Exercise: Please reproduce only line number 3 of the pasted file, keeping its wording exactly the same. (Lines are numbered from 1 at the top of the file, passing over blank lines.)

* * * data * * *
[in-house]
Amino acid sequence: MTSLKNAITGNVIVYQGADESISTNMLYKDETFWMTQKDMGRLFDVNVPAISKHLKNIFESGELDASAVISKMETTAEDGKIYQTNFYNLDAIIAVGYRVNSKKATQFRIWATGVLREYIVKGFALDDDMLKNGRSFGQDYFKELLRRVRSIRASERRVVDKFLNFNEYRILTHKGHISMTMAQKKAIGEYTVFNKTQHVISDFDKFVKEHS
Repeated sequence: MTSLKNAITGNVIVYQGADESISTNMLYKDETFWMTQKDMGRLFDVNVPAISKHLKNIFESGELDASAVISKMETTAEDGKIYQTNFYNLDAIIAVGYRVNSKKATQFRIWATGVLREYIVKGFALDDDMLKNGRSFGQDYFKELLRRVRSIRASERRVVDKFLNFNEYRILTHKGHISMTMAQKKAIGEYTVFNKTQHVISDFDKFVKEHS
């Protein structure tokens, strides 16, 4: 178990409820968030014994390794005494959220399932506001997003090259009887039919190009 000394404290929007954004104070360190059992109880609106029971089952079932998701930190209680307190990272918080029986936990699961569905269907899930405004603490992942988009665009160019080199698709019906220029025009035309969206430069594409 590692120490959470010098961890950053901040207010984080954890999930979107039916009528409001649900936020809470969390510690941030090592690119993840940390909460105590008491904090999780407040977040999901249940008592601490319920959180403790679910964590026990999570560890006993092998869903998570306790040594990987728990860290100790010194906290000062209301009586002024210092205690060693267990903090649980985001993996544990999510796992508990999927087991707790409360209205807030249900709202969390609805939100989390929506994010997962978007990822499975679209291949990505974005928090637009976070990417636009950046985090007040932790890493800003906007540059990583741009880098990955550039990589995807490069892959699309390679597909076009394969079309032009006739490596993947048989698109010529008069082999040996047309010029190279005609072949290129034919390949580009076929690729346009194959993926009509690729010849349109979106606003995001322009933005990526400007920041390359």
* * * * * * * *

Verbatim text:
Repeated sequence: MTSLKNAITGNVIVYQGADESISTNMLYKDETFWMTQKDMGRLFDVNVPAISKHLKNIFESGELDASAVISKMETTAEDGKIYQTNFYNLDAIIAVGYRVNSKKATQFRIWATGVLREYIVKGFALDDDMLKNGRSFGQDYFKELLRRVRSIRASERRVVDKFLNFNEYRILTHKGHISMTMAQKKAIGEYTVFNKTQHVISDFDKFVKEHS